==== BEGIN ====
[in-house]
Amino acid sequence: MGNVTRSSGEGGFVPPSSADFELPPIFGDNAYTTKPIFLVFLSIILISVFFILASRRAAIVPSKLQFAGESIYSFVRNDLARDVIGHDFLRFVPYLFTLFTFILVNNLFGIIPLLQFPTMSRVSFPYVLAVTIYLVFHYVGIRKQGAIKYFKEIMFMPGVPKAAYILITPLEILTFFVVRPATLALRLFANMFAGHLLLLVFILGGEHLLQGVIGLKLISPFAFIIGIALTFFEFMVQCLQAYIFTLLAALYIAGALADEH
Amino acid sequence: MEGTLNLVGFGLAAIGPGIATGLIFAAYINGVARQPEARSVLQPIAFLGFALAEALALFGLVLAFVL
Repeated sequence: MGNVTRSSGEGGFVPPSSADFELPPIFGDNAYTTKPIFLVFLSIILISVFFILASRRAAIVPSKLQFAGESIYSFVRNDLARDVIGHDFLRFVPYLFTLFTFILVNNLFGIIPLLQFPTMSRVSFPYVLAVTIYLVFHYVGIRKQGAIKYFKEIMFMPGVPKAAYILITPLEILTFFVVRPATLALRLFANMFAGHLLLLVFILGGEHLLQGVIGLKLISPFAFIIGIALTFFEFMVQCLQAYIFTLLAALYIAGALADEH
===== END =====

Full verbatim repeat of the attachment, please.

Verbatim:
[in-house]
Amino acid sequence: MGNVTRSSGEGGFVPPSSADFELPPIFGDNAYTTKPIFLVFLSIILISVFFILASRRAAIVPSKLQFAGESIYSFVRNDLARDVIGHDFLRFVPYLFTLFTFILVNNLFGIIPLLQFPTMSRVSFPYVLAVTIYLVFHYVGIRKQGAIKYFKEIMFMPGVPKAAYILITPLEILTFFVVRPATLALRLFANMFAGHLLLLVFILGGEHLLQGVIGLKLISPFAFIIGIALTFFEFMVQCLQAYIFTLLAALYIAGALADEH
Amino acid sequence: MEGTLNLVGFGLAAIGPGIATGLIFAAYINGVARQPEARSVLQPIAFLGFALAEALALFGLVLAFVL
Repeated sequence: MGNVTRSSGEGGFVPPSSADFELPPIFGDNAYTTKPIFLVFLSIILISVFFILASRRAAIVPSKLQFAGESIYSFVRNDLARDVIGHDFLRFVPYLFTLFTFILVNNLFGIIPLLQFPTMSRVSFPYVLAVTIYLVFHYVGIRKQGAIKYFKEIMFMPGVPKAAYILITPLEILTFFVVRPATLALRLFANMFAGHLLLLVFILGGEHLLQGVIGLKLISPFAFIIGIALTFFEFMVQCLQAYIFTLLAALYIAGALADEH